Find all positive integers x, y, z which satisfy the equation $(x^2 + 1)(y^2 + 1) = z^2 + 1$ given that $(x^2 + 1)$ and $(y^2 + 1)$ are both primes.
It seems trivial that the only set of integers x, y and z that work are $(1^2 + 1)(2^2 + 1) = 3^2 + 1$, which is equivalent to $2 * 5 = 10$, but how would I go about proving this, or are there any other sets for which the following equation works out?
Thanks in advance.
Odd primes: We first take care of the case $x^2+1$, $y^2+1$ both odd primes. If $x^2+1$ and $y^2+1$ are odd, then $x$, $y$, and $z$ are even.
Factor in the Gaussian integers. We get
Note that $x\pm i$ and $y\pm i$ are Gaussian primes. And since $z$ is even, the Gaussian integers $z-i$ and $z+i$ are relatively prime.
The Gaussian prime $x-i$ divides one of $z-i$ or $z+i$. The same remark applies to all the other Gaussian primes on the left. And we cannot have, for example, both $x-i$ and $x+i$ dividing $z-i$, else $x^2+1$ would, but it doesn’t. Similarly, $y-i$ and $y+i$ cannot both divide $z-i$. Similar comments can be made about $z+i$.
It follows that $z-i$ is a unit times one of the products $(x-i)(y-i)$ or $(x-i)(y+i)$ or $(x+i)(y-i)$ or $(x+i)(y+i)$.
The arguments for all four cases are now essentially the same. Consider the first case, $(x-i)(y-i)$ equal to a unit times $z-i$. We have $(x-i)(y-i)=xy+1-i(x+y)$. Suppose that this is equal to a unit $\epsilon$ times $z-i$. Then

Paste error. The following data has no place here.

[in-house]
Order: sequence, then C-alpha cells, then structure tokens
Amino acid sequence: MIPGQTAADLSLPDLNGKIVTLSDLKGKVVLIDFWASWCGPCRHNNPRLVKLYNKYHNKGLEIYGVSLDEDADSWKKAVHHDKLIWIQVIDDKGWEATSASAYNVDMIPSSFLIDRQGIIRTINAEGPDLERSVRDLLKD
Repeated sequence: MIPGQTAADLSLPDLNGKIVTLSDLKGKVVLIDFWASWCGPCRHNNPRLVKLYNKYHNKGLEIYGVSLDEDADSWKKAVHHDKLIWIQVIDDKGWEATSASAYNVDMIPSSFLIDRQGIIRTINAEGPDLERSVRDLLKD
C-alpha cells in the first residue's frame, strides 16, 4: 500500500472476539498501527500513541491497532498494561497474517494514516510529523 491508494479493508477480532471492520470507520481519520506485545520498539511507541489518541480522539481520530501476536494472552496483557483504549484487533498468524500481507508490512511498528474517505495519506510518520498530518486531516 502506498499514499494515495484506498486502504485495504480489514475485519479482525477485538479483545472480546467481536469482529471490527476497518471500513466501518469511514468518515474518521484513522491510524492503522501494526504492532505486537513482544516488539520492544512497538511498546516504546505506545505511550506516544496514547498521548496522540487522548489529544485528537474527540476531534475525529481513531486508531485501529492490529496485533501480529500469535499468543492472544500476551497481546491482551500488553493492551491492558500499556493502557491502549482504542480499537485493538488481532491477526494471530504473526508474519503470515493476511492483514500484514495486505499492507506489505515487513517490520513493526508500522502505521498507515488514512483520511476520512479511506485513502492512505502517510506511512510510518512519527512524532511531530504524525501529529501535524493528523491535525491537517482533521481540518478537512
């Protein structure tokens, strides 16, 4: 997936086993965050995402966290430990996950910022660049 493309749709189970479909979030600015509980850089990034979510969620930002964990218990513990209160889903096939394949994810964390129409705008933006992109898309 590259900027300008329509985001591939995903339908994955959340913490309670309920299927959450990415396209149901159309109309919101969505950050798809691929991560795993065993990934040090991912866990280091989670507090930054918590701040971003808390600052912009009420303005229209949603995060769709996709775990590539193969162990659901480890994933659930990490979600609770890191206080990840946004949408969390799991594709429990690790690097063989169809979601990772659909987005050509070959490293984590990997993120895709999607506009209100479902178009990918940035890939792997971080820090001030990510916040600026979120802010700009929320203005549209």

If $\epsilon=\pm 1$, we are in trouble because $xy+1$ is odd and $\epsilon z$ is even. If $\epsilon=\pm i$, then $xy+1=\pm 1$, which is impossible.
One prime even: This is the case $x=1$. We get the Gaussian factorization $(1-i)(1+i)(y-i)(y+i)=(z-i)(z+i)$. The same argument as the one above shows that $z-i$ is a unit times $(1-i)(y\pm i)$. Multiplying out $(1-i)(y\pm i)$, we reach the conclusion that $y=\pm 2$. For example, if $z-i$ is a unit times $(1-i)(y+i)$, it is a unit times $1+y+i(1-y)$. If the unit is $\pm 1$, we get $1-y=\mp 1$. And if the unit is $\pm i$, then $1+y=\mp 1$.
Suppose without loss of generality $x \ge y$. Then $z^2+1 \le (x^2+1)^2$, so $z < x^2+1$.
Note that $x^2+1 \mid (z^2+1)-(x^2+1)=(z-x)(z+x)$.
Since $(x^2+1)$ is a prime number and
$$0 < z-x < z+x < x^2+x+1<2(x^2+1),$$
we must have $x+z = x^2+1$ and $z-x=1$, from which we obtain $x=2$, and then $z=3, y=1$.
I’m not aware how successful I’m in this attempt. I couldn’t give a right conclusion. Hope someone comes with a better answer.
$x^2+1=p$ and $y^2+1=q$, such that $p, q >2$
$pq-1= z^2 \implies z^2= 0(\mod 4)$
$p=2k+1, q=2m+1 \implies 4km+2(k+m)=z^2$
$2(2km+k+m)=z^2 \implies 2| 2km+k+m$, this means $k,m \in$ odd or $k,m \in$ even.
Let $k,m \in$ odd
$k=2l-1$ and $m=2j-1$
$2(2(2l-1)(2j-1)+2l+2j-2)= 4(4lj-j-l))=z^2 \implies 4|4lj-(j+l)$ and $4lj-(j+l)$ is a square.
Again $l,j \in$ odd or $l,j \in$ even. Again if I try to take cases I get another expression of the form $8z$ and more cases will give $16t$, every time I get an expression in the form $2^d \times h$ form, And $q$ is increasing $\implies h$ is a also some $2^q \times g^2$. (Where $q+h$ is even)
$(p-1)$ and $(q-1)$ are squares. What can one say about $(pq-1)$? It can never be a square? Given $p$ and $q$ are odd primes.